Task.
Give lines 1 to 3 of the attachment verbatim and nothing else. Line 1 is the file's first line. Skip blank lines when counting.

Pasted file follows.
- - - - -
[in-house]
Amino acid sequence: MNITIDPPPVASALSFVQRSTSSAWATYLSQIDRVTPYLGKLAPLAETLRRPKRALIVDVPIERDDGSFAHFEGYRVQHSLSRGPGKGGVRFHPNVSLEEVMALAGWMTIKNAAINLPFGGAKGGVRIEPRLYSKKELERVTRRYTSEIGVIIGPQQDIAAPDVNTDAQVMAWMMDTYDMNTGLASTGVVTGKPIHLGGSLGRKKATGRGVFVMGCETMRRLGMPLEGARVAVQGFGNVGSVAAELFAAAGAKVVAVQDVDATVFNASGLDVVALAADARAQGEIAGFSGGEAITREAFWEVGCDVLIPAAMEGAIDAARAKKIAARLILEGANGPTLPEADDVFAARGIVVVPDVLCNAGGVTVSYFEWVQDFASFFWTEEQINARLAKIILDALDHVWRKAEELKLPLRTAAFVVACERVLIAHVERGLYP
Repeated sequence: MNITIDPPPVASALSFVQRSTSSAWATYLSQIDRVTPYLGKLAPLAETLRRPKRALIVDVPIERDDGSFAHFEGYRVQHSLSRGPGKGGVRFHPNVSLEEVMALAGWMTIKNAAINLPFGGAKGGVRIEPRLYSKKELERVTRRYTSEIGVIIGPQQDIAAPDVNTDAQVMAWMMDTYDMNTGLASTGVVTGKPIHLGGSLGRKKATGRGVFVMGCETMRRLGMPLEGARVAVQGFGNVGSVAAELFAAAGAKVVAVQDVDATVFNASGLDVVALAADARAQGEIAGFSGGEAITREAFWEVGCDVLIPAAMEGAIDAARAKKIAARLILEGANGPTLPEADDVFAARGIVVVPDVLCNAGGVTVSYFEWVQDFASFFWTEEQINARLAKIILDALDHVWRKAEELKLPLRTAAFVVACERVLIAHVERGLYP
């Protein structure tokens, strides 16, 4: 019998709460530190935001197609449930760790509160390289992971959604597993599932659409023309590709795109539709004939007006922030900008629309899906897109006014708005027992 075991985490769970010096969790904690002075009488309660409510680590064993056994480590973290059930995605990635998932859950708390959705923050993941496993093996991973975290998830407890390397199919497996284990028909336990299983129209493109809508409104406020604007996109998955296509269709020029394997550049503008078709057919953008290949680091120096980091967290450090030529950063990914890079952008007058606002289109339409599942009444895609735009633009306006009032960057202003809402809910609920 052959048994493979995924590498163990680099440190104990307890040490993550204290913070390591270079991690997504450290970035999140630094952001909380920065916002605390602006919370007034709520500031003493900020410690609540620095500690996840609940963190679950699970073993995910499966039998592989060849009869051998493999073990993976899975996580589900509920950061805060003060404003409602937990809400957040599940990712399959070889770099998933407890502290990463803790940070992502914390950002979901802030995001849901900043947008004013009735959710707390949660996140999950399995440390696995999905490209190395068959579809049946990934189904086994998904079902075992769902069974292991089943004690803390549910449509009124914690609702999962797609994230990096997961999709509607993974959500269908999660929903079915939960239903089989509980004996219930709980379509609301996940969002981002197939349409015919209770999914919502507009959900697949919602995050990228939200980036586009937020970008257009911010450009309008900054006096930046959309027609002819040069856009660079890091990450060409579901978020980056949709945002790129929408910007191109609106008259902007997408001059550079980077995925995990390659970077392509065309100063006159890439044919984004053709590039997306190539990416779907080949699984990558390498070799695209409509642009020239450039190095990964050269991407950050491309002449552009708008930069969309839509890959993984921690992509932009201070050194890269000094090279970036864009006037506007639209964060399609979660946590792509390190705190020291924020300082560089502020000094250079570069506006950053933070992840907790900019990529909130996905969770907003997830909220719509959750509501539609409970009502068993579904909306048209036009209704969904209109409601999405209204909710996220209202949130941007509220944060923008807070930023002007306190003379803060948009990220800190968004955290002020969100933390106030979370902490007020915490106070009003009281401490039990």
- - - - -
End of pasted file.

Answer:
[in-house]
Amino acid sequence: MNITIDPPPVASALSFVQRSTSSAWATYLSQIDRVTPYLGKLAPLAETLRRPKRALIVDVPIERDDGSFAHFEGYRVQHSLSRGPGKGGVRFHPNVSLEEVMALAGWMTIKNAAINLPFGGAKGGVRIEPRLYSKKELERVTRRYTSEIGVIIGPQQDIAAPDVNTDAQVMAWMMDTYDMNTGLASTGVVTGKPIHLGGSLGRKKATGRGVFVMGCETMRRLGMPLEGARVAVQGFGNVGSVAAELFAAAGAKVVAVQDVDATVFNASGLDVVALAADARAQGEIAGFSGGEAITREAFWEVGCDVLIPAAMEGAIDAARAKKIAARLILEGANGPTLPEADDVFAARGIVVVPDVLCNAGGVTVSYFEWVQDFASFFWTEEQINARLAKIILDALDHVWRKAEELKLPLRTAAFVVACERVLIAHVERGLYP
Repeated sequence: MNITIDPPPVASALSFVQRSTSSAWATYLSQIDRVTPYLGKLAPLAETLRRPKRALIVDVPIERDDGSFAHFEGYRVQHSLSRGPGKGGVRFHPNVSLEEVMALAGWMTIKNAAINLPFGGAKGGVRIEPRLYSKKELERVTRRYTSEIGVIIGPQQDIAAPDVNTDAQVMAWMMDTYDMNTGLASTGVVTGKPIHLGGSLGRKKATGRGVFVMGCETMRRLGMPLEGARVAVQGFGNVGSVAAELFAAAGAKVVAVQDVDATVFNASGLDVVALAADARAQGEIAGFSGGEAITREAFWEVGCDVLIPAAMEGAIDAARAKKIAARLILEGANGPTLPEADDVFAARGIVVVPDVLCNAGGVTVSYFEWVQDFASFFWTEEQINARLAKIILDALDHVWRKAEELKLPLRTAAFVVACERVLIAHVERGLYP